Of Madness, Murder, and Measles: The Meiji Period (1868-1912) Craze for Pictorial Dictionaries

By Dr. Tara M. McGowan

The beginning of the Meiji Reformation is typically traced back to 1853 when Commodore Matthew Perry arrived in his famous “black ships,” opening Japan to trade with the West after more than 200 years of relative seclusion. Prior to Commodore Perry’s arrival, only limited trade had been allowed with the Dutch and Chinese, primarily through the Island of Dejima off the coast of Nagasaki. By 1858, however, Japan had agreed to open five new ports in Hakone, Yokohama, Nagasaki, Niigata, and Kobe over the following six years.

Figure 1. Western steamships, in Ijin Seiyo shi 異人西洋誌 (An illustrated guide to the foreigners of the West) by Kanagaki Robun and artist Utagawa Yoshiiku. Yushima: Yoshidaya Takichi, circa 1870-1880. (Cotsen 99393)

By the beginning of the Meiji Period (1868-1912), the floodgates to foreign trade had been opened, leading to a surge of interest among the general public to learn English and other Western languages. A “mania for sideways writing” (yokomoji ryūko 横文字流行) inspired humorous and sometimes ill-judged attempts to meet the demand by authors with little to no knowledge of the language.

Figure 2. Foreigners on the streets of Yokohama, in Ijin Seiyo shi. (Cotsen 99393)

Among the many Meiji-period pictorial dictionaries held in the Cotsen Children’s Library collection, there is a particularly intriguing incomplete set of two volumes (of an original three-volume set), titled Dōkai Eigo zue 童解英語圖會 (Illustrated English for children). The first volume also contains a parallel title in English: The Pictoral [sic] English and Japan Language. Printed between 1870 and 1871, these volumes became available right around the peak of production for these manuals (Meiji 4-5, i.e., 1871-1872), but what makes them notable is the caliber of both the artist and author in their respective fields. The former was a well-known ukiyoe artist and the latter, a popular Edo-period gesaku fiction writer. The artist, illustrating under the name Keisai Kanjin 蕙齋閑人 is better known as Ochiai Yoshiiku 落合芳幾 (1833-1904) (or Utagawa Yoshiiku), a student of the now world-renowned ukiyoe artist Utagawa Kuniyoshi 歌川国芳 (1798-1861). After Kuniyoshi’s death, Yoshiiku succeeded him in his reputation for humorous and satirical prints, but he was also known for frequent collaboration with popular gesaku writers, including Kanagaki Robun 仮名垣魯文 (1829–1894) (Figs. 1 and 2), and Jōno Saigiku 条野採菊 (1832-1902), the compiler of Illustrated English for Children, who appears here under the pen name Rōgetsutei Chinjin 弄月亭陳人 but also published under the name Sansantei Arindo 山々亭有人.[i]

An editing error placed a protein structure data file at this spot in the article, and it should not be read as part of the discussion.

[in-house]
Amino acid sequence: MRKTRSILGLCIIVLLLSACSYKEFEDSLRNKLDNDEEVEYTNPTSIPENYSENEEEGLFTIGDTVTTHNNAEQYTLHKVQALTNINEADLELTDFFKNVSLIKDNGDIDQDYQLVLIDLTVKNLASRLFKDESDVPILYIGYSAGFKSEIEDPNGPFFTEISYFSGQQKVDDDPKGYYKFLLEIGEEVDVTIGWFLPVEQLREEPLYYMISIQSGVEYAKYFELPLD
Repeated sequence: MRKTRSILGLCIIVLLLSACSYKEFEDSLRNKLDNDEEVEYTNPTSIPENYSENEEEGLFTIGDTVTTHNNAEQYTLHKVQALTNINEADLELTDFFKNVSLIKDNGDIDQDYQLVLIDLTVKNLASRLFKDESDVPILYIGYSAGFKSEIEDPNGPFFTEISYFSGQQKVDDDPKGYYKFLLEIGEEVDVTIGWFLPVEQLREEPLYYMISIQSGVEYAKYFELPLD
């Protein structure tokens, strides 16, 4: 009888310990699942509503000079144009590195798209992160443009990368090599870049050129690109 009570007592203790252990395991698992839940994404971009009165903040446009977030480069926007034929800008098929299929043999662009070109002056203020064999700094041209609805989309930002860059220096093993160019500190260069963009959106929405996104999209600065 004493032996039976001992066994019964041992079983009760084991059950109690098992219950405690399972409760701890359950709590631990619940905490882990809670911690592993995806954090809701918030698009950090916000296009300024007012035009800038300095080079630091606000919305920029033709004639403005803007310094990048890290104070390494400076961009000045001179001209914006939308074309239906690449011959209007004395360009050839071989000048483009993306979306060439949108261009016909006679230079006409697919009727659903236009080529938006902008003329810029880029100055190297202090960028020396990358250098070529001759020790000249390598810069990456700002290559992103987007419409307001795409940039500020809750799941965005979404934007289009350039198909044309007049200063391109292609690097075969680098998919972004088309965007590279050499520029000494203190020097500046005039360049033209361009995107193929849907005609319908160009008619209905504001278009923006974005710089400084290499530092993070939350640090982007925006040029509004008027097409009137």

Although it is clear, even from the misspelled title, that neither of these artists had a particularly firm grasp of English, their combined efforts provide a great deal of valuable information for scholars about prevailing cultural ideas in Japan at the time. The fact that they jumped together on the bandwagon of demand for language manuals of this sort also illustrates the nail-biting pressure faced by artists at this juncture to reinvent themselves in the face of rapidly changing media formats, as well as audience expectation, amidst the Meiji government’s rush to Westernization at all levels of society. Over the brief span of less than a decade, these two artists went from having well-established careers in the Edo-period popular arts of ukiyoe and gesaku fiction to publishing illustrated language manuals and later to co-founding the longest running newspaper in Japan, which they called the Tokyo Nichi Nichi Shinbun, precursor to today’s Mainichi Shinbun (Daily newspaper). To varying degrees, both men were able to bridge these drastically different historical periods rather nimbly, compared to many of their contemporaries, but their achievements have been largely unacknowledged until recently.[ii]

Jōno is actually presented as the “extractor,” or selector (shōsatsu 抄撮) of the English vocabulary, rather than the author, but he uses his verbal prowess in the introductions to these volumes to poke fun at both his own profession, as a gesaku writer, and less directly at the Meiji government’s push for Western-style enlightenment. In Volume I, he writes: